You are reading 1 of 2 free-access articles allowed for 30 days
The Amazon rainforest fires are another unwanted example of the extensive damage humans can do to the environment. Environmental campaigners have said the wildfires, which have devastated the region, are the result of deforestation. Although wildfires occur in the dry season in Brazil, they are also deliberately started to clear land for cattle ranching. The National Institute for Space Research has stated that 74,000 fires have been detected between January and August this year, which is the highest number since records began in 2013. This has been linked to the policies of far-right Brazilian President Jair Bolsonaro, who came to power in January 2019. The global consequences of such policies are potentially deadly — the Amazon produces 20 per cent of the oxygen in the planet’s atmosphere.
The fires, as well as the wider context of climate change, show the need for environmental activism. In Irish healthcare, the Irish Doctors Environmental Association (IDEA), formed in 1997, played a pioneering role in bringing the perspective of health professionals on these issues. The IDEA disbanded in 2017, but now a new group has taken up the mantle — the Irish Doctors for the Environment (IDE). In this issue of the Medical Independent, we speak to those behind the group and ask why they believe it is important that doctors speak out about environmental concerns. According to the IDE, conditions that doctors treat can be caused or aggravated by the environment. For example, air pollution can trigger asthma and other respiratory conditions. In the words of IDE member Dr Sadhbh Lee, “what good are we achieving if we aren’t addressing the world outside?”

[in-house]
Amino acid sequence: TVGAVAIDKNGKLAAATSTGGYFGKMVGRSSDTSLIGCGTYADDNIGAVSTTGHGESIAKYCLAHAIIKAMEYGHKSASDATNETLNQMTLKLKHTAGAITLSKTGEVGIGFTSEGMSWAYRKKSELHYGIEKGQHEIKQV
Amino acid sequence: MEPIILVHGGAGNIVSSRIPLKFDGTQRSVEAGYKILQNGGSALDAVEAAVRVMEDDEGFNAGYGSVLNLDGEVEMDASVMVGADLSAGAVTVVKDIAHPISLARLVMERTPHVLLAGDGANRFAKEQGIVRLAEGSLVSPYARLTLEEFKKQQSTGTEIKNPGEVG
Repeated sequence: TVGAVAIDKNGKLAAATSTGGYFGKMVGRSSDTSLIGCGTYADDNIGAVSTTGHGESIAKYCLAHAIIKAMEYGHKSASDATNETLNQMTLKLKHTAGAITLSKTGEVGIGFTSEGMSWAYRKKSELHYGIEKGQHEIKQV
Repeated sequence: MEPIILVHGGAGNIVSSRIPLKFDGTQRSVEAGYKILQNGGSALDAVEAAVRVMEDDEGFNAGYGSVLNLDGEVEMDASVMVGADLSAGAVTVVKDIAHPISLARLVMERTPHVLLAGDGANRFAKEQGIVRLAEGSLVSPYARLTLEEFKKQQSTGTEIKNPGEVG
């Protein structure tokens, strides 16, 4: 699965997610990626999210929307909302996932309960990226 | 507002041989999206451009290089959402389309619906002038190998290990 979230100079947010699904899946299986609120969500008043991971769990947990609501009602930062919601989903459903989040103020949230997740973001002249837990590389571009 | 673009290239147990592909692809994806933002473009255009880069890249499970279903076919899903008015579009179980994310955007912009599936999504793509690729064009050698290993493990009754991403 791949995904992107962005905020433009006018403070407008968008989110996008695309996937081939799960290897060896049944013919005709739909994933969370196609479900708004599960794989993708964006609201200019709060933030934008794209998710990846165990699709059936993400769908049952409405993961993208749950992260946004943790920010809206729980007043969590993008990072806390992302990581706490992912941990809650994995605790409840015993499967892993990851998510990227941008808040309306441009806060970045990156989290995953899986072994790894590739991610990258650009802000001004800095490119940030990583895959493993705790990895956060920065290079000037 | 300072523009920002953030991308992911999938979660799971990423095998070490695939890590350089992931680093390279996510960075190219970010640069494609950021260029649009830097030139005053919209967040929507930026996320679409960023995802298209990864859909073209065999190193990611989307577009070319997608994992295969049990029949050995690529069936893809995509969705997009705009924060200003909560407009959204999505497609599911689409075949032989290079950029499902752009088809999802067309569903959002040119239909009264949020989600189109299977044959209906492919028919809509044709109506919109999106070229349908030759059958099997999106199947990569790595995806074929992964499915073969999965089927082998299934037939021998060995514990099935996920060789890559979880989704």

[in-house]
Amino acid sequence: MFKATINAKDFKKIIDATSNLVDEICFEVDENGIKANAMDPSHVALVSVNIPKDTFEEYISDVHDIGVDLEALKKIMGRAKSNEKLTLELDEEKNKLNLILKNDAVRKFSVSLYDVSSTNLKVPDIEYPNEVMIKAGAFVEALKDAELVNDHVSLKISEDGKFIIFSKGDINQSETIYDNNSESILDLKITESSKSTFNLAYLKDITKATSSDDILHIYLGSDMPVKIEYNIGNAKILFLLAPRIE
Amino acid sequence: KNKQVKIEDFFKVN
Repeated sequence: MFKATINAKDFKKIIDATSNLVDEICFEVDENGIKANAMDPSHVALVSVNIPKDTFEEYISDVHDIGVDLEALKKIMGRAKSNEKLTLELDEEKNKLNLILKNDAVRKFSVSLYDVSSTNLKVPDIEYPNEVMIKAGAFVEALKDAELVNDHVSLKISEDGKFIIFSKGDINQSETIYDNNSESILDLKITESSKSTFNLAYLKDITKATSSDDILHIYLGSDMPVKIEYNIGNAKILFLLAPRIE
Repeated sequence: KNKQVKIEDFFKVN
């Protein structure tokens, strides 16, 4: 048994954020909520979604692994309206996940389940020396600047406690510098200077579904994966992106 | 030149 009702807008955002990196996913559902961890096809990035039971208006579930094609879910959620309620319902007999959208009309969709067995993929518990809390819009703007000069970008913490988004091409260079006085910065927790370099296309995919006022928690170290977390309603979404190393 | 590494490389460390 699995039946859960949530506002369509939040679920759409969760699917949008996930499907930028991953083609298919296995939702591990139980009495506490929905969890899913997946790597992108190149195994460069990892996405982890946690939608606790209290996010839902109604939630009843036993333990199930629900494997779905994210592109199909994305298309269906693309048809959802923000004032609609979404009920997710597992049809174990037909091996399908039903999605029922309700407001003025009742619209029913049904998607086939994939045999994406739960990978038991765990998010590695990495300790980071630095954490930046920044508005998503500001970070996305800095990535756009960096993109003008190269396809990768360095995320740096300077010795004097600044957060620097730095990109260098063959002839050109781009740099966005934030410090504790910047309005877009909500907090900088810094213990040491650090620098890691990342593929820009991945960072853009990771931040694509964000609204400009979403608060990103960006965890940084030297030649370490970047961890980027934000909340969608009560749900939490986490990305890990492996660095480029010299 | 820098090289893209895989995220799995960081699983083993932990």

The links between health and climate change have been highlighted for some time, but are beginning to receive broader recognition. The Department of Health recently launched a public consultation on the impact climate change will have on the health sector. The Department has conceived of six climate ‘scenarios’ with the greatest health implications. Two of the scenarios relate to longer-term effects over time — UV radiation from sun exposure, and air pollution. Four scenarios concern acute weather events — windstorms; extreme heat and heatwaves; high precipitation and flooding; and cold snaps.
The IDE also makes the important point that vulnerable populations, such as people who are homeless, are likely to be the worst affected by climate change.
In another article in this issue, we examine recent trends in opioid substitution treatment (OST), in particular the introduction of Suboxone. The doctors interviewed in the article also highlight the continued value of methadone in treating these patients, despite the stigma that still surrounds the treatment. Dublin GP Dr Austin O’Carroll stressed how most people addicted to opioids come from disadvantaged socio-economic backgrounds. He encouraged more GPs to offer OST, for its ability to transform the lives of people with addiction problems.
Whether it is highlighting climate change, or socio-economic disparity, doctors offer a viewpoint that should not be ignored.